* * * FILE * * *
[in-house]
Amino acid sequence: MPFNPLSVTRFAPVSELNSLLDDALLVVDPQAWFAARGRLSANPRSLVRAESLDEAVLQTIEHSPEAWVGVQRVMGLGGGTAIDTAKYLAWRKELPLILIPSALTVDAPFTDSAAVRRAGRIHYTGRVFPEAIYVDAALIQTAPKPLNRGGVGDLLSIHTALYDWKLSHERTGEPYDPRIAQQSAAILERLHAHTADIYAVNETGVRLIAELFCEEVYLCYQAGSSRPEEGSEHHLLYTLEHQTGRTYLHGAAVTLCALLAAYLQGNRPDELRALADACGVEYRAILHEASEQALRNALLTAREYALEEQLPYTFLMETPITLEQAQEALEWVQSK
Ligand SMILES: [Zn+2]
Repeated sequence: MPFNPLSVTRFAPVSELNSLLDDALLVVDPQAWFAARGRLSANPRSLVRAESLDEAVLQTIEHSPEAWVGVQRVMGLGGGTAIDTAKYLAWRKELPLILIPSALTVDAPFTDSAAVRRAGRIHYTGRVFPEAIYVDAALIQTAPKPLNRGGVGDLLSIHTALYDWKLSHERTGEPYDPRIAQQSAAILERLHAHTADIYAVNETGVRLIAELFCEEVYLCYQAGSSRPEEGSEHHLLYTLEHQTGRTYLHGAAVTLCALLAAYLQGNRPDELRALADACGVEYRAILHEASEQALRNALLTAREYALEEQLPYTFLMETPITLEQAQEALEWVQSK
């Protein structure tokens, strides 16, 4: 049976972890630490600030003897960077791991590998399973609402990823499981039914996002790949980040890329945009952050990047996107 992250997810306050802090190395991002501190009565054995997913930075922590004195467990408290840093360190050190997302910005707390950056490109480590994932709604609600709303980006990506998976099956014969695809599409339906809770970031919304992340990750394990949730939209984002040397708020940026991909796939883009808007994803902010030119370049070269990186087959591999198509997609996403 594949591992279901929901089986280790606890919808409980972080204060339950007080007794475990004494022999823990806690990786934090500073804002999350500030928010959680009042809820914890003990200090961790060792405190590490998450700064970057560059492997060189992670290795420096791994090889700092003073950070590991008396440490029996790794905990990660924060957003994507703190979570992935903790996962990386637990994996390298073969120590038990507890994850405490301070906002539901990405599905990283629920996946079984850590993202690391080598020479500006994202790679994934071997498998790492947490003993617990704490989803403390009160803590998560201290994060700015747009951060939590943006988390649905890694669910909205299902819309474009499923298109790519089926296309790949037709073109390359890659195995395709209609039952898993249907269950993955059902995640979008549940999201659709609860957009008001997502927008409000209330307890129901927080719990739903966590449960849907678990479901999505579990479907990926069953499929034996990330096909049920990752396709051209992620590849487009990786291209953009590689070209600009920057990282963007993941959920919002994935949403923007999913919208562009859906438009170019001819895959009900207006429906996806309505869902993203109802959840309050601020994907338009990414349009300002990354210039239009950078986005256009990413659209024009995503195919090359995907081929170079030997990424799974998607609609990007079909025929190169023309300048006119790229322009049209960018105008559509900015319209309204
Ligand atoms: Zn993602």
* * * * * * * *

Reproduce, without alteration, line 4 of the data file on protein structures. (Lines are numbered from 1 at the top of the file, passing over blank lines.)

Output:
Repeated sequence: MPFNPLSVTRFAPVSELNSLLDDALLVVDPQAWFAARGRLSANPRSLVRAESLDEAVLQTIEHSPEAWVGVQRVMGLGGGTAIDTAKYLAWRKELPLILIPSALTVDAPFTDSAAVRRAGRIHYTGRVFPEAIYVDAALIQTAPKPLNRGGVGDLLSIHTALYDWKLSHERTGEPYDPRIAQQSAAILERLHAHTADIYAVNETGVRLIAELFCEEVYLCYQAGSSRPEEGSEHHLLYTLEHQTGRTYLHGAAVTLCALLAAYLQGNRPDELRALADACGVEYRAILHEASEQALRNALLTAREYALEEQLPYTFLMETPITLEQAQEALEWVQSK